• Dean of the Faculty, Brig. Gen. Linell Letendre ’96, reported on USAFA’s Academic Success Center, offering academic support services to any cadet. Students are taking advantage of the programs on a more regular basis.

    “It’s become an absolute bedrock for our institution,” she said.

    The Quantitative Reasoning Center has seen usage increase by 37%, while the Communications Strategies Center has seen a 36% bump.

    Some of that remedial help can be traced to the impact that COVID-19 had on student preparedness as they entered USAFA, she noted.

    Gen. Letendre also highlighted the new Martinson Honors Program, which launched thanks to a commitment from John Martinson ’70 of $1 million per year for the next 10 years. Around 23 cadets are currently involved in the advanced program, Gen. Letendre reported, and the plan is to grow the program with the incoming Class of 2027.
  • Col. (Ret.) Jennifer Block ’92, executive director of athletics, reported her team is focused on three things — sleep, recovery and nutrition — to improve individual performance.

    “We’re always trying to get a little more sleep for our cadets,” she quipped.

    Block reported that USAFA topped all other service academies in the Learfield Directors’ Cup standings (indicating overall success in athletics) for the 11th year in a row, ranking 67th last year. The institution has been tops in the Mountain West Division for three years running.

    She highlighted a top priority for athletics next year is the Falcon Stadium modernization project. The $90 million project, she noted, will include $55 million from the Air Force Academy Athletic Corporation and $35 million from the Air Force Academy Foundation.
  • Sonja Strickland, the program manager for the Sexual Assault Prevention and Response office and Violence Prevention, provided an update on Academy efforts in that realm.

    She noted that prevention efforts begin early, with more than two hours of training provided to appointees before they arrive on campus. Prevention training continues through a cadet’s entire time at the Academy.

    Strickland outlined numerous programs USAFA has instituted to enhance its sexual assault and harassment prevention efforts, including healthy relationship, self-defense and risk factor reduction training.

    She noted the Academy continue to evaluate which programs are most effective. One successful effort is the Teal Rope program, which embeds trained cadets in each squadron to help victims navigate the sometimes confusing helping agencies available to them.

    Strickland reported the Academy will soon see an increase in SAPR staff members to help deal with the ongoing issue. The office currently has 12 staff members, but that number is slated to increase to 24 by 2025.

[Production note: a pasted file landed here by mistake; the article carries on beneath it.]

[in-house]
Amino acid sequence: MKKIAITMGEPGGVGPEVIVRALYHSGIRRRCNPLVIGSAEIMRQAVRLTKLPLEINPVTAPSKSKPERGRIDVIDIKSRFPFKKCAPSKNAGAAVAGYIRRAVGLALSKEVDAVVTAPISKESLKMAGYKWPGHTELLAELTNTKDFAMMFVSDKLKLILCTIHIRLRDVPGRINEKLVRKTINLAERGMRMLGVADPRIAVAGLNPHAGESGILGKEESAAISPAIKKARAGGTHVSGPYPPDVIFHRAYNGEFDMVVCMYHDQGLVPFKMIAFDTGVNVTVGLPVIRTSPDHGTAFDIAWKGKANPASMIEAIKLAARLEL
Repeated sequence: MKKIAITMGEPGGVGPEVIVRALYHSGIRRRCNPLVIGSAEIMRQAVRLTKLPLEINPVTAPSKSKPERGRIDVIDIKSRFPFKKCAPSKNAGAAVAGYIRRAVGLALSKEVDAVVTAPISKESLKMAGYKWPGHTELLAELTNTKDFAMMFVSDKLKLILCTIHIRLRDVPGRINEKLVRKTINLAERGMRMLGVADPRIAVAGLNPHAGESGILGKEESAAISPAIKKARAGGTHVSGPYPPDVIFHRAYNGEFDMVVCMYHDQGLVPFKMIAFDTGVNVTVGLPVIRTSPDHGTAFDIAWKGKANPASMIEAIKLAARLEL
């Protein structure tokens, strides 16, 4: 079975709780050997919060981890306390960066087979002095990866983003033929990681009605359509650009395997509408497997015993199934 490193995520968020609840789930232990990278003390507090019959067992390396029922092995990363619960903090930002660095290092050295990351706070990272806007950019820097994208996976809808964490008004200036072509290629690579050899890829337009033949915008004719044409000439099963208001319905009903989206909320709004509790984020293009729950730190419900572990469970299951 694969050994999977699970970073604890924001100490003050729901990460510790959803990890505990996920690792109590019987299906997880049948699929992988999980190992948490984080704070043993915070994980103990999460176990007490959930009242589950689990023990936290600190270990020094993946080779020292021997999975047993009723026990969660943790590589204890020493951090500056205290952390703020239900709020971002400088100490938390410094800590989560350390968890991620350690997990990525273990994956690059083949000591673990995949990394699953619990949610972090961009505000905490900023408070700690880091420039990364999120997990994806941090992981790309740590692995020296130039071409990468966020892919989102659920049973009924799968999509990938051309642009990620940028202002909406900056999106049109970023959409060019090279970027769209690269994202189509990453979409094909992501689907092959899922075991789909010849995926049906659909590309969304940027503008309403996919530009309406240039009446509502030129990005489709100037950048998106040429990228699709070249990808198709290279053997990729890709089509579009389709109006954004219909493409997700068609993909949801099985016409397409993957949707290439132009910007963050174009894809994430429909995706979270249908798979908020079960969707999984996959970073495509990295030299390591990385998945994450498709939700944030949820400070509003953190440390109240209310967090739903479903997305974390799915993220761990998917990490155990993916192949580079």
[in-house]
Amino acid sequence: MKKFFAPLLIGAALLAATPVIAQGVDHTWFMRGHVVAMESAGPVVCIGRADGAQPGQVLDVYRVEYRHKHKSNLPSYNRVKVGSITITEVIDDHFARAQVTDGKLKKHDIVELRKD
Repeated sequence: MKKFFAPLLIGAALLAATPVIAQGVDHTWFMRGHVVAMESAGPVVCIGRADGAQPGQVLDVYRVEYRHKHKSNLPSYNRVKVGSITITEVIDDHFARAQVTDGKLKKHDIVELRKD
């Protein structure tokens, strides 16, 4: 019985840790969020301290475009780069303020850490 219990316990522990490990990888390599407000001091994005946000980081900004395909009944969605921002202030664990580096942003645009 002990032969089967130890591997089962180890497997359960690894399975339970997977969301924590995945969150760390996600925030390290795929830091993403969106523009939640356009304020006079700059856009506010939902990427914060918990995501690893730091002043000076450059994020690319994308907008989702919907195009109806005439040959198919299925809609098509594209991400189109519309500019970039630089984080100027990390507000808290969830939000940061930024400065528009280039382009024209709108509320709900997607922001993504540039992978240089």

• Lt. Col Casey Wyman, USAFA comptroller, provided the board with an update on pending budget requests. Among the line items is $20 million for technology upgrades.

    As for upcoming capital projects, a total of $4.4 million has already been approved for an expansion of the USAFA Cemetery. Other funding requests include $15 million for Hosmer Visitor Center exhibits and $350 million for the Space Education Center.
  • Col. Art Primas ’92, director of Admissions, reported that applications are up this year when compared to last year’s precipitous decline.

    Through early December, USAFA has received 9,569 applications for the Class of 2027. That’s a solid 22% increase over last year at the same time.

    Admissions is asking for 19 additional casual lieutenants to help with recruiting efforts in the future. Col. Primas said recruiting has become more challenging for universities in recent years, and it’s only going to get more challenging.

Following are the current members of the Board of Visitors:

  • Appointed by the president: The Honorable Eric Fanning; Maj. Gen. (Ret.) James C. Johnson; Lt. Col. Wes Spurlock; Jenna Ben-Yehuda; Dr. Laura Junor-Pulzone; Dr. Hila Levy
  • Appointed by the vice president: Senator Tammy Baldwin, Wisconsin; Senator Steve Daines, Montana; Senator Mazie Hirono, Hawaii
  • Appointed by the Speaker of the House: Representative Doug Lamborn; Representative Jackie Speier; Representative Ted Lieu; Ms. Zoe Dunning
  • Appointed by the Senate Armed Services Committee: Senator John Hickenlooper, Colorado
  • Appointed by the House Armed Services Committee: Representative Don Bacon, Nebraska